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  5. "Who is going in there?"

"Who is going in there?"

Translation:Wie gaat er daarin?

July 21, 2014



Why is "er" necessary here? Can't it simply be: Wie gaat daarin?


As a native speaker I'd accept is, although 'Wie gaat daar naar binnen' is better in my opinion.


If "er" is necessary in the complete sentence, how could we translate/understand that in English?


In English, "there" has two different uses. One is to specify a location, and the other is that part of "to be" whose grammatical name I can't remember right now. In Dutch, these are two different words: "daar" and "er" respectively. E.g. the English sentence "There is a dog in there" uses both meanings of "there" - the Dutch translation would be something like "Er staat een hond daarin". In Dutch it's just more obvious which is which.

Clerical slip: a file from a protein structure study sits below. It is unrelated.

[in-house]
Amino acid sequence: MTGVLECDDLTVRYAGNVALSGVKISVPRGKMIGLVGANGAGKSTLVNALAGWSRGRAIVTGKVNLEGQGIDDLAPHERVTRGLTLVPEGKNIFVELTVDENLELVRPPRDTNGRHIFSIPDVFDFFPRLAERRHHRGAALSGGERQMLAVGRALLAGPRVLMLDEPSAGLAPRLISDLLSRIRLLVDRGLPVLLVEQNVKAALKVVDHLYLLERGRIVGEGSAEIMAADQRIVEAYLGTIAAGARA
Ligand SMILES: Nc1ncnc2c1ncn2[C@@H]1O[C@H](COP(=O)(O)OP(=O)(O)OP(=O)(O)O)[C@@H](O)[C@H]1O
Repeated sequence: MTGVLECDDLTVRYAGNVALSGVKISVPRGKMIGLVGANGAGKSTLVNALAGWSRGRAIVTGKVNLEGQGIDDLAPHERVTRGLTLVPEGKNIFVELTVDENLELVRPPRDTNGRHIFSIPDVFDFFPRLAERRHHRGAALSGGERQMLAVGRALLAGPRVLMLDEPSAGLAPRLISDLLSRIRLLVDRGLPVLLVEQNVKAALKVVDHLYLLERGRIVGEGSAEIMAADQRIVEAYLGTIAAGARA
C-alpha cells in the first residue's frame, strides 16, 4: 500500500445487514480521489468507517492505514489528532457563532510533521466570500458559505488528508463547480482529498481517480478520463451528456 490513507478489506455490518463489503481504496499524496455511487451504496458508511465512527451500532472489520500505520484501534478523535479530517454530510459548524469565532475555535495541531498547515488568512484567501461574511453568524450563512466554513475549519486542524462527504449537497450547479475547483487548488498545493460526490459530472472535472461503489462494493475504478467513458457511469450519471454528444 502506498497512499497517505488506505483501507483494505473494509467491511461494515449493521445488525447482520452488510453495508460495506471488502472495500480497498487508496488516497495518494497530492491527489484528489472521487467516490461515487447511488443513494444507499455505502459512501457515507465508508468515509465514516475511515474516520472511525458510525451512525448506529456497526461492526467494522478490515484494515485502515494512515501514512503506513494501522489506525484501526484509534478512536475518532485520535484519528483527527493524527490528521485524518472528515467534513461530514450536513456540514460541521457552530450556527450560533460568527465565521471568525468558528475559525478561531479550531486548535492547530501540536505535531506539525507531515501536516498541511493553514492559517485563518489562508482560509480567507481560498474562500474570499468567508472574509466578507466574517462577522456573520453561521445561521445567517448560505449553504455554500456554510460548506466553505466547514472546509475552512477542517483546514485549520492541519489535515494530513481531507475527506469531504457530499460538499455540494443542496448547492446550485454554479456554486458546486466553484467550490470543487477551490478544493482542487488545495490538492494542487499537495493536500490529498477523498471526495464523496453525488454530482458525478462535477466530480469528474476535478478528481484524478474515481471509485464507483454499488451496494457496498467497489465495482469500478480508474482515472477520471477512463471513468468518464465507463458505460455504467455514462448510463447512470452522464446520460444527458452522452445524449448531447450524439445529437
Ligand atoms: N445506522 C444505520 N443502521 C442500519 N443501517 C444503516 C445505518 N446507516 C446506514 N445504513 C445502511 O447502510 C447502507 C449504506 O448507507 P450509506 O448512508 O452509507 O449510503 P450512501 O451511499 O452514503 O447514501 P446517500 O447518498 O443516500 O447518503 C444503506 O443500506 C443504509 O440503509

So "er" is loosely akin to "there is" and "daar" is like "in there"?


It's an undefined/unspecified subject, my guess is because the grammar formally requires a subject, when the subject is in fact undefined/unspecified you still have to use a word for filling the role of grammatical subject


Is it ok to use "het" in this sentence?


Is it possible to use daarbinnen instead of daarin?


Would "Wie gaat is daarin" be incorrect? o:


Yes, it is. 'Wie gaat daarin' would be correct. You had two verbs that just cannot be combined, i.e. 'gaat is' translating to 'goes is'.

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